"I am glad that taking part in a trial might help others on their own cancer journey.”
A study looking at pain relief for people with advanced abdominal cancer (NaTTS)
This study compared different types of pain relief for people with advanced cancer in the abdomen. This trial recruited people who had cancer that started in the
Advanced cancer in the abdomen can cause pain. There are many different causes and types of pain. Doctors often use morphine or similar drugs (opioid based painkillers) but sometimes they don’t work very well.
Doctors know that they can reduce or even get rid of pain if they carry out a nerve block. This means that they cut or block the nerve that is carrying the pain signals. People could then need fewer painkillers, or maybe none at all.
This trial looked at 2 different methods of stopping nerves working, and compared them with having opioid painkillers. The aim of this trial was to see how well nerve blocks work to relieve pain.
Summary of results
This small trial showed that the 2 different methods of stopping nerves working did not help to control pain. They were no better than opioid painkillers alone.
65 people took part in the trial
- One third had opioid painkillers to control their pain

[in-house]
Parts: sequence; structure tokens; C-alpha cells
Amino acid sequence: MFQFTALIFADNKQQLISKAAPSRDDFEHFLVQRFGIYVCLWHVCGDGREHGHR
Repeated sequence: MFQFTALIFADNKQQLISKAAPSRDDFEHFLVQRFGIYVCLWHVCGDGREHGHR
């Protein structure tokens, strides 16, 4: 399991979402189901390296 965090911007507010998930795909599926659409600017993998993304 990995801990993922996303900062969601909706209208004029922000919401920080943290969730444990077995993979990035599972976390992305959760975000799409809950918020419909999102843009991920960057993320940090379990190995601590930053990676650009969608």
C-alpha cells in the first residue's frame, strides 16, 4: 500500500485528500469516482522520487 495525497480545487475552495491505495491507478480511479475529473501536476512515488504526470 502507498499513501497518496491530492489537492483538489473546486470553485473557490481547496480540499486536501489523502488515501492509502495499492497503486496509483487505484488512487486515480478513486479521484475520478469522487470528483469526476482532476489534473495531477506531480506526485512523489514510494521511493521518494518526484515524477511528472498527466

- One third had opioid painkillers and an injection to block the coeliac plexus nerve (coeliac plexus block)
- One third had opioid painkillers and a small operation to cut the splanchnic nerve (thoracoscopic splanchnicectomy)
The people who took part filled in a diary rating their pain level every day. And the trial team interviewed each person about their pain after 2 weeks, 1 month, and then monthly after that.
2 months after treatment started the researchers looked at the number of pain free days that people had. They compared the 3 different treatments to see how well they worked. They found no difference between the 3 groups in how well pain was controlled. Or in the number of people who rated their pain relief as ‘good’. This meant the patient described their worst pain in the last week as mild.
We have based this summary on information from the team who ran the trial. The information they sent us has been reviewed by independent specialists (
How to join a clinical trial
Please note: In order to join a trial you will need to discuss it with your doctor, unless otherwise specified.
Mr Colin Johnson
Department of Health
NIHR Clinical Research Network: Cancer